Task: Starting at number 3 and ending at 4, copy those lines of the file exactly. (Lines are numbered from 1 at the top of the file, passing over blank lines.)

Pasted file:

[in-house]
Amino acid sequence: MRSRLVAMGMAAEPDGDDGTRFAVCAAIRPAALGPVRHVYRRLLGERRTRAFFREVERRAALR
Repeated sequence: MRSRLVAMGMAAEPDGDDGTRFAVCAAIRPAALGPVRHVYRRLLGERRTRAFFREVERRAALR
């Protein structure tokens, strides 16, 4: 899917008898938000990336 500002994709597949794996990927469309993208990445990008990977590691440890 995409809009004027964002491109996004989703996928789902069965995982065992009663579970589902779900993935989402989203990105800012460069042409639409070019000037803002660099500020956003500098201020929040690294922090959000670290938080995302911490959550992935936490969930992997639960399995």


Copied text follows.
Repeated sequence: MRSRLVAMGMAAEPDGDDGTRFAVCAAIRPAALGPVRHVYRRLLGERRTRAFFREVERRAALR
């Protein structure tokens, strides 16, 4: 899917008898938000990336 500002994709597949794996990927469309993208990445990008990977590691440890 995409809009004027964002491109996004989703996928789902069965995982065992009663579970589902779900993935989402989203990105800012460069042409639409070019000037803002660099500020956003500098201020929040690294922090959000670290938080995302911490959550992935936490969930992997639960399995």